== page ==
Ash Wednesday: "Liturgical"
Week 2: "catholic"
Week 3: "evangelical"
Week 4: "orthodox"
Week 5: "confessional"
Week 6: "apostolic"
Holy Thursday: "Sacramental"
Good Friday: "Cruciform"
Easter Sunday: "The One Holy Church"
In the name of the Father and of the +Son and of the Holy Spirit, Amen.
The most common use of the word "confess" is when someone publicly makes a statement about something shameful they have done, for instance Lance Armstrong's recent confession of using performance enhancing drugs through His interview with Oprah. And in the Church we tend to think of confession in the same way: confession is about sin. But we forget two things: 1) what the Catechism says that, "Confession has two parts: first that we confess our sins, and second that we receive absolution." So confession isn't about sin, it is about forgiveness. The second thing we forget is what the word Confess actually means: "to speak together". And so we as the Church are tasked with speaking together our faith to the world. Confessing with one voice who our Saviour is.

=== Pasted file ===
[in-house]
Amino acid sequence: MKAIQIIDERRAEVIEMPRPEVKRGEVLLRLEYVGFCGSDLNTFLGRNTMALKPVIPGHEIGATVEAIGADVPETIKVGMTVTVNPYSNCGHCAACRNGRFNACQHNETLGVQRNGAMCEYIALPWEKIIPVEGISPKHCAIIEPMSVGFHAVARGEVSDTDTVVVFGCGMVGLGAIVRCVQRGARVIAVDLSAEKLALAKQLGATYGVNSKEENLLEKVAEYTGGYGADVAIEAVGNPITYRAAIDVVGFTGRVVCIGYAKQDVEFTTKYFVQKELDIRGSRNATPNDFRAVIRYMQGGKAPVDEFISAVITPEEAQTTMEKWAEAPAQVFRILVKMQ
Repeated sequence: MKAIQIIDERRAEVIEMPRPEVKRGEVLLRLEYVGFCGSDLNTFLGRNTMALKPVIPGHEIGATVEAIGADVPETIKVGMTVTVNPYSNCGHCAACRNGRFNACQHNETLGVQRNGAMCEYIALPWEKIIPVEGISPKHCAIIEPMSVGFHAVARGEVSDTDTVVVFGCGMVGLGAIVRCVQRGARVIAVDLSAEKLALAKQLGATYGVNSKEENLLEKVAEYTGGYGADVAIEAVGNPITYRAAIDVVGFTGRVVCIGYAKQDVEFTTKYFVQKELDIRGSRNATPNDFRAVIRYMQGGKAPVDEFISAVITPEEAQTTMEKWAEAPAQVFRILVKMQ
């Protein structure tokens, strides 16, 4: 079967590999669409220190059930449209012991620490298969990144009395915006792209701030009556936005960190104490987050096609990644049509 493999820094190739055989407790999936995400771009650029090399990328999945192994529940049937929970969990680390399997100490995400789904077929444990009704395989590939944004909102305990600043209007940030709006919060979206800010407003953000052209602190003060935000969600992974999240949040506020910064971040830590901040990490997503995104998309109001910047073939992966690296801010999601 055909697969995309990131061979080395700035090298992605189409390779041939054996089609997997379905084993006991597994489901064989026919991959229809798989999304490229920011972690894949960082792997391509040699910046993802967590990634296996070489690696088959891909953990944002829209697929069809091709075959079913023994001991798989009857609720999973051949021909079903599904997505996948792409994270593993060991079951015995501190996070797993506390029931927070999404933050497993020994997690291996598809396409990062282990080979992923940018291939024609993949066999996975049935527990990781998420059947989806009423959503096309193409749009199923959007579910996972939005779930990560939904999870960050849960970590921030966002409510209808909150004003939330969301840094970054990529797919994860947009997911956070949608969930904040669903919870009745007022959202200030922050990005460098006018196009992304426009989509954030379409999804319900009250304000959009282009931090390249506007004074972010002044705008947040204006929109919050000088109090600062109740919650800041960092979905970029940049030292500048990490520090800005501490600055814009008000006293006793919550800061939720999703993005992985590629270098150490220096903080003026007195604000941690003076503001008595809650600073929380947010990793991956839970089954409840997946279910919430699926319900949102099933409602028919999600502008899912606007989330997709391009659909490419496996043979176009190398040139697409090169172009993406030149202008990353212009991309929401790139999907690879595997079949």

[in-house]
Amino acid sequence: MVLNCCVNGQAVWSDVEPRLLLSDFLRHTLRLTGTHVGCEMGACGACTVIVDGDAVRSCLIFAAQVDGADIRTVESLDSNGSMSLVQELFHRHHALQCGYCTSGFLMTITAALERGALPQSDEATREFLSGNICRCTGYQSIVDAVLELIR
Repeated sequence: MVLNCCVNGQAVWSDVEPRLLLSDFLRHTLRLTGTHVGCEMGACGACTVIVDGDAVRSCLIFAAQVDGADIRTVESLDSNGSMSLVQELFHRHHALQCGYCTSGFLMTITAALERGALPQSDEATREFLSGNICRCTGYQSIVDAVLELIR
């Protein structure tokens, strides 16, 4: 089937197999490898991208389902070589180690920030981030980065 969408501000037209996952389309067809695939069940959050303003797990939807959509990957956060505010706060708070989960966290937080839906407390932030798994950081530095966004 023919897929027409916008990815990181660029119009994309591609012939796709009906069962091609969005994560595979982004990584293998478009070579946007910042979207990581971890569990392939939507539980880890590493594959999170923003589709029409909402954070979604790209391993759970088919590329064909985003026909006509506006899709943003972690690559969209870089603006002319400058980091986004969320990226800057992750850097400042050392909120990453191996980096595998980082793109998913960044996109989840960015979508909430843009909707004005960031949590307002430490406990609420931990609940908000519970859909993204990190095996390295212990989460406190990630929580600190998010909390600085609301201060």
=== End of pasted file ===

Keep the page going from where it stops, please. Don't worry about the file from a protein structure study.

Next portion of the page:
Our confession of the Christian faith isn't about us having a personal testimony because we don't confess ourselves — we confess Jesus. It starts with God's revelation of who He is and what He has done for us. St. Paul tells us the starting point of our confession is the Word.
"The word is near you, in your mouth and in your heart" (that is, the word of faith that we proclaim); because, if you confess with your mouth that Jesus is Lord and believe in your heart that God raised him from the dead, you will be saved. For with the heart one believes and is justified, and with the mouth one confesses and is saved. For the Scripture says,
"Everyone who believes in him will not be put to shame." (Romans 10:8-11)
That is not what this text is saying. This is meant not as a word of law, but a word of comfort. "Do you publicly confess that Jesus is Lord?" Yes? "Do you believe in your heart that God raised him from the dead?" Yes? Then you will be saved. What great comfort and assurance! It isn't your act of confessing that saves you. It is the faith in Jesus that saves you. It is the Word of God that has come near to you; the Word that God has placed in your mouth and in your heart that saves you. Which is to say, it is Jesus who saves you. And not just you … but all who hold this faith in common.